Don’t Call It The Baby Blues

I know I’m not alone in this. I know the statistics, I have lots of Mommy friends who’ve experienced the same thing and I’m sure that you, sitting there reading at home, will be nodding your head in agreement at some point of this post.

Yet, even with that knowledge, this topic is still hard to talk about.  It feels wrong and shameful and selfish in so many ways. And that is what is so fucked up about it. The taboo. The unknown X-factor that is super scary. The knowledge that it can go from manageable to a mental shit show in the blink of an eye.  Postpartum depression is real, it really happens and I am still completely terrified by it.

I’ve heard people refer to postpartum as “the baby blues”. Nothing pisses me off more. It sounds so trivial, so minimized. Like it could even be the name of a chord progression in a song. I realize that some people are too stupid to understand medical terminology…. so “the baby blues” sounds perfectly fine to them. But I don’t think I’ve ever met a woman, who’s fought with the demon that is postpartum, refer to it that way.

My youngest son is almost 3 months old. So it seems to me that I have dodged the bullet this time around. Which is probably the only reason I’m even venturing into writing about it. Because otherwise I’d be in the bathroom crying right now.

Here’s a disclaimer that I feel I need to point out. I am not a parenting or mental health authority, by any means. I’m just a gal with a computer, a big mouth, too many kids and a shit-load of thoughts running through her head.  If you need help, ask for it. Call a doctor, or a friend, hell, you can even send me a message, I’ll point you in the right direction.

After my first son was born I was a fucking wreck. I’d never stayed at home before, I’d always held a job. A job where I was able to use my brain on a daily basis, and interact with other adults. Now, I’d given birth and became a stay-at-home housewife overnight. Rote behavior was my new best friend. Wash laundry, fold laundry put away laundry. I imagined this is what postal workers must feel like… and knew the madness behind the repetition. I was so ashamed this was happening to me. People kept asking if I was alright and I kept lying through my teeth. Completely sure it was all my fault with a smile on my face and a lie in my eyes. And my son, this beautiful, perfect child whom I felt I didn’t deserve. I couldn’t stop staring at him, convinced that my husband was the only reason I had been so fortunate. Looking back I can’t believe the tricks my brain played on me. I ended up self-medicating, trying to get that inner voice to shut the hell up. It was awful, and it got really ugly before it got better. Embarrassing ugly. I’m not proud of my behavior. I alienated friends and family. Although I never endangered my son, I endangered myself. If it wasn’t for my husband’s determination, things would have been very different. I owe him my life.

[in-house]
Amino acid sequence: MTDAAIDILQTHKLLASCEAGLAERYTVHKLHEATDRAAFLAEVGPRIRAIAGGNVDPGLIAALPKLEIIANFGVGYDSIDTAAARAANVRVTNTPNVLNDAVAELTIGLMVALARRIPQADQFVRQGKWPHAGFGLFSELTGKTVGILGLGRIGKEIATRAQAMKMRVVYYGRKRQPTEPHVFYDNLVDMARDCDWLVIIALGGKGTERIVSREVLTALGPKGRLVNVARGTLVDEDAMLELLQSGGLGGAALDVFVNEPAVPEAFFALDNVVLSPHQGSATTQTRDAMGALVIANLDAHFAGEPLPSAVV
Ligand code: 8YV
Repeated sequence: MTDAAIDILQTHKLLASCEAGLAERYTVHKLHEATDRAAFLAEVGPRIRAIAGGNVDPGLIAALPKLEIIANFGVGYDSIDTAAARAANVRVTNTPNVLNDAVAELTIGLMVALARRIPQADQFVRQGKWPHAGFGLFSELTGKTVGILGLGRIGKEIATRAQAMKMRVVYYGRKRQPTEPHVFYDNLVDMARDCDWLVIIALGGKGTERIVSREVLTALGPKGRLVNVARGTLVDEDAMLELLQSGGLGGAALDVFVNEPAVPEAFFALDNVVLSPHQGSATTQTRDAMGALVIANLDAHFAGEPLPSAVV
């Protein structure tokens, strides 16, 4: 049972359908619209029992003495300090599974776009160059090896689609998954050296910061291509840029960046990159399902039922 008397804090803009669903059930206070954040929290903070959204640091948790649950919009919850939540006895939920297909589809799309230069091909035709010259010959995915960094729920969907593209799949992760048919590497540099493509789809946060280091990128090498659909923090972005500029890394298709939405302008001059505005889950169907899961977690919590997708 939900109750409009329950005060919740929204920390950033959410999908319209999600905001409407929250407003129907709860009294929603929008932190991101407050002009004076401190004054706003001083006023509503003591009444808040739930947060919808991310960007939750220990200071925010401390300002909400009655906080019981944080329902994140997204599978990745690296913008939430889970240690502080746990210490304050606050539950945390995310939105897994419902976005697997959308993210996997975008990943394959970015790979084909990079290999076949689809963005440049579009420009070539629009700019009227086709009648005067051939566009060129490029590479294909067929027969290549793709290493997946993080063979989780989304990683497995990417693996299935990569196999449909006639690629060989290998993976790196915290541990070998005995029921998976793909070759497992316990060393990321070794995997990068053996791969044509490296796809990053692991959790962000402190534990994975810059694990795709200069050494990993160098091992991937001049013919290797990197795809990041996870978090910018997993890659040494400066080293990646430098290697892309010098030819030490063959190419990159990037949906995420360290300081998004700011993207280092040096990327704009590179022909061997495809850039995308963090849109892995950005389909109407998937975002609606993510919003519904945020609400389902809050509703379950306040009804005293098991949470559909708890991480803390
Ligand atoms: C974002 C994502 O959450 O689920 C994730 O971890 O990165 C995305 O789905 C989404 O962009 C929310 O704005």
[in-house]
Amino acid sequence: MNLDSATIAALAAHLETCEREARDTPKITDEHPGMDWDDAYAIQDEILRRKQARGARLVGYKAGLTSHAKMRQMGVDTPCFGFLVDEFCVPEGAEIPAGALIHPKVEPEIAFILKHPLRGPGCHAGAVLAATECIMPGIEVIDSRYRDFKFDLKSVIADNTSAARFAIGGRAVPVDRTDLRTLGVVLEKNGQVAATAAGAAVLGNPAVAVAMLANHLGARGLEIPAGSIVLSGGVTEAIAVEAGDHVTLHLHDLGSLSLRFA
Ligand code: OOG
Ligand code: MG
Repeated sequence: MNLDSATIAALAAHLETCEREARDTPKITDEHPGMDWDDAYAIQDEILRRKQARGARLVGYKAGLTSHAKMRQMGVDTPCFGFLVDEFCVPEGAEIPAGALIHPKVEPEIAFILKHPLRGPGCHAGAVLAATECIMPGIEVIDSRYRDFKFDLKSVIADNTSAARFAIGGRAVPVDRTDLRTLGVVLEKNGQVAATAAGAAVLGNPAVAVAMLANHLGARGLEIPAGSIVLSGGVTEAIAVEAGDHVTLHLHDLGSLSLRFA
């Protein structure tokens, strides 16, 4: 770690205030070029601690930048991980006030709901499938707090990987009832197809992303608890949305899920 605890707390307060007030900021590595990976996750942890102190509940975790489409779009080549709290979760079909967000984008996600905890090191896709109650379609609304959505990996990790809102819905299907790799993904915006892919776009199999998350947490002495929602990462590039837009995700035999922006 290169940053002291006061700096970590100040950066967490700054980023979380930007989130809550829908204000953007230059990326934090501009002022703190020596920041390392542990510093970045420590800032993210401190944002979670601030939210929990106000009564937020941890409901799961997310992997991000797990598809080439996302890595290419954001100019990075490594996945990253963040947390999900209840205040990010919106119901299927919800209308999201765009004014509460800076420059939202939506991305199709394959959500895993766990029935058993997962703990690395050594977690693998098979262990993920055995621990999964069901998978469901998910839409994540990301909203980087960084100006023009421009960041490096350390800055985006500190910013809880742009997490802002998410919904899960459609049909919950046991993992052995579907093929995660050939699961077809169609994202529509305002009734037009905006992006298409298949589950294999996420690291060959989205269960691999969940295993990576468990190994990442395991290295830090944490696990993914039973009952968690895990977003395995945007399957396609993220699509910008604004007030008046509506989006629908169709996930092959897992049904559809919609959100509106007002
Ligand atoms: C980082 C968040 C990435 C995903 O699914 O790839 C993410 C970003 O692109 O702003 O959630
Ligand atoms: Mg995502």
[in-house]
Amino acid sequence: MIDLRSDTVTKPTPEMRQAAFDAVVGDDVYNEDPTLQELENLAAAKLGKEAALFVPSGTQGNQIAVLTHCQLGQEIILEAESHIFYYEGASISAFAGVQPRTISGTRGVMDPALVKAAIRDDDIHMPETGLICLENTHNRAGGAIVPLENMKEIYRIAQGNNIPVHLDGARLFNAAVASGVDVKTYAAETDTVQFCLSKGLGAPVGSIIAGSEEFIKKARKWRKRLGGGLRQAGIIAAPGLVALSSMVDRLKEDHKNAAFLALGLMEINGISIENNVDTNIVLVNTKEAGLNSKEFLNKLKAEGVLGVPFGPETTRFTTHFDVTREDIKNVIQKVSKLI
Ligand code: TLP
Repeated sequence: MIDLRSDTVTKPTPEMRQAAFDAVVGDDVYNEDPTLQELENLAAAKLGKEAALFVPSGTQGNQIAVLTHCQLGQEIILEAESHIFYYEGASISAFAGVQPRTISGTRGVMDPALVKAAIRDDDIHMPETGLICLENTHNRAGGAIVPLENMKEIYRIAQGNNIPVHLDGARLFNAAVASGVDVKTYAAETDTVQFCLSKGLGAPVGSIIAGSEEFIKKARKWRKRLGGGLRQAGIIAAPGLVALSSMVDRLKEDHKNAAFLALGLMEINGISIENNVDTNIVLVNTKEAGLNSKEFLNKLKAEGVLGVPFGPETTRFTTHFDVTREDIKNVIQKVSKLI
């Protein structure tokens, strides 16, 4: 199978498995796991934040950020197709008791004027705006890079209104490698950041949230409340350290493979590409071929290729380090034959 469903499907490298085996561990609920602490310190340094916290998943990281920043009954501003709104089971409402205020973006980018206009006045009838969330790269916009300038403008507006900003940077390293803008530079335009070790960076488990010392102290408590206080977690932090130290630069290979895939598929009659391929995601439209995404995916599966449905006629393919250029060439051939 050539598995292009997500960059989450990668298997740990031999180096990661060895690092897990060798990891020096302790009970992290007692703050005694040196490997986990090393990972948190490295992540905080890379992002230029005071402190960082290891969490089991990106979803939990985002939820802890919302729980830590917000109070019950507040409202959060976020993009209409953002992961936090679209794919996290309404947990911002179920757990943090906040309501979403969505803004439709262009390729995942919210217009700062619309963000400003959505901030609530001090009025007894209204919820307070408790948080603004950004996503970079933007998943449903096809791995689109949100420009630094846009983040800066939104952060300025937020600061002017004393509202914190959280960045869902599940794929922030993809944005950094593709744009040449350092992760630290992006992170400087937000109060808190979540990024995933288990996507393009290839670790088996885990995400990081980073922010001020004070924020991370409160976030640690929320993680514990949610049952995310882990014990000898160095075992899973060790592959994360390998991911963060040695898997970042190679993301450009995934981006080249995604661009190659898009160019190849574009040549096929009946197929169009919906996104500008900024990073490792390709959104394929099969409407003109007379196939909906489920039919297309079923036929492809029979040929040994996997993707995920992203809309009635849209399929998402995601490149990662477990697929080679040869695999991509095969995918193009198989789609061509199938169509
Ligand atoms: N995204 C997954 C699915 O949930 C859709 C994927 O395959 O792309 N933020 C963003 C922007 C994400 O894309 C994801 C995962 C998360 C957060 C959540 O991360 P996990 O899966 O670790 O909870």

When I got pregnant the second time I was petrified. I had a glorious pregnancy and vowed to myself I wouldn’t let my brain get the best of me. But that isn’t how postpartum works, unfortunately. You can’t will yourself into good mental health. There is no recipe for what causes it. Sometimes it just is. And after number 2 was born, I found myself falling down the rabbit hole again. Scared shitless that I was powerless.

This time around I consulted my Doctor. I wasn’t embarrassed like I’d been the first time around but I was worried. Really worried. I couldn’t go back to the person I was before, I wouldn’t. My Doctor put me on an antidepressant and it did help. But the thing about antidepressants is that while you don’t feel sad, you don’t really feel… anything. I’m a pretty passionate person, so this was a real shock. No ups, no downs, not to mention no orgasms. You’re just… kinda numb.

But the antidepressants were a very good call. After about 6 months my Doctor and I weaned myself off and my hormones had regulated themselves back to normal levels. I felt really good. Great even. But the time on the medication had helped me to put on some weight that I had a very hard time taking off. Still, I would have done it again in a heartbeat.

You can just imagine my fear when we decided to have a third baby. Beyond fear…. real, true, fucking panic.

But here I am. Another awesome pregnancy under my belt (and thighs, and boobs). A beautiful baby boy smiling in my face and that postpartum monster is nowhere to be found. I have no idea why?

Believe me, I’m just too busy being thankful (and making lunches and washing dishes and folding laundry).

If you are lost in the sea of postpartum depression please know you aren’t alone. And you shouldn’t be ashamed.

And it will get better.

 

 

 

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